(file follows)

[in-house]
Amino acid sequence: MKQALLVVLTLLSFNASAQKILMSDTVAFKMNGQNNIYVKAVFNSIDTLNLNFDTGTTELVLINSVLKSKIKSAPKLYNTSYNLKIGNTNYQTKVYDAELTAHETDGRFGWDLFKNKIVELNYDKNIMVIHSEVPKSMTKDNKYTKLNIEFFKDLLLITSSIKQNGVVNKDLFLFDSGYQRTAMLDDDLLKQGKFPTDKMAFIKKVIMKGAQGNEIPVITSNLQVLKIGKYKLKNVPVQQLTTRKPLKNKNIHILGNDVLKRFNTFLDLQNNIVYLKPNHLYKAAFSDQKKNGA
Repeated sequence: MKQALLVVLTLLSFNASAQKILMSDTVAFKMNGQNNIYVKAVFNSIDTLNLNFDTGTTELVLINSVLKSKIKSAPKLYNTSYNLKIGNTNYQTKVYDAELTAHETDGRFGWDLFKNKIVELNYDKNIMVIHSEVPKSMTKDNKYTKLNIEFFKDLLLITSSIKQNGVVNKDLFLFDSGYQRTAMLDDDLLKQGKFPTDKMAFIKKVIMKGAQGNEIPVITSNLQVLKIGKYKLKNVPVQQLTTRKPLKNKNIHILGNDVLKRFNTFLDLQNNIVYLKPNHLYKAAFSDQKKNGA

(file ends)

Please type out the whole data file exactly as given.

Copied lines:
[in-house]
Amino acid sequence: MKQALLVVLTLLSFNASAQKILMSDTVAFKMNGQNNIYVKAVFNSIDTLNLNFDTGTTELVLINSVLKSKIKSAPKLYNTSYNLKIGNTNYQTKVYDAELTAHETDGRFGWDLFKNKIVELNYDKNIMVIHSEVPKSMTKDNKYTKLNIEFFKDLLLITSSIKQNGVVNKDLFLFDSGYQRTAMLDDDLLKQGKFPTDKMAFIKKVIMKGAQGNEIPVITSNLQVLKIGKYKLKNVPVQQLTTRKPLKNKNIHILGNDVLKRFNTFLDLQNNIVYLKPNHLYKAAFSDQKKNGA
Repeated sequence: MKQALLVVLTLLSFNASAQKILMSDTVAFKMNGQNNIYVKAVFNSIDTLNLNFDTGTTELVLINSVLKSKIKSAPKLYNTSYNLKIGNTNYQTKVYDAELTAHETDGRFGWDLFKNKIVELNYDKNIMVIHSEVPKSMTKDNKYTKLNIEFFKDLLLITSSIKQNGVVNKDLFLFDSGYQRTAMLDDDLLKQGKFPTDKMAFIKKVIMKGAQGNEIPVITSNLQVLKIGKYKLKNVPVQQLTTRKPLKNKNIHILGNDVLKRFNTFLDLQNNIVYLKPNHLYKAAFSDQKKNGA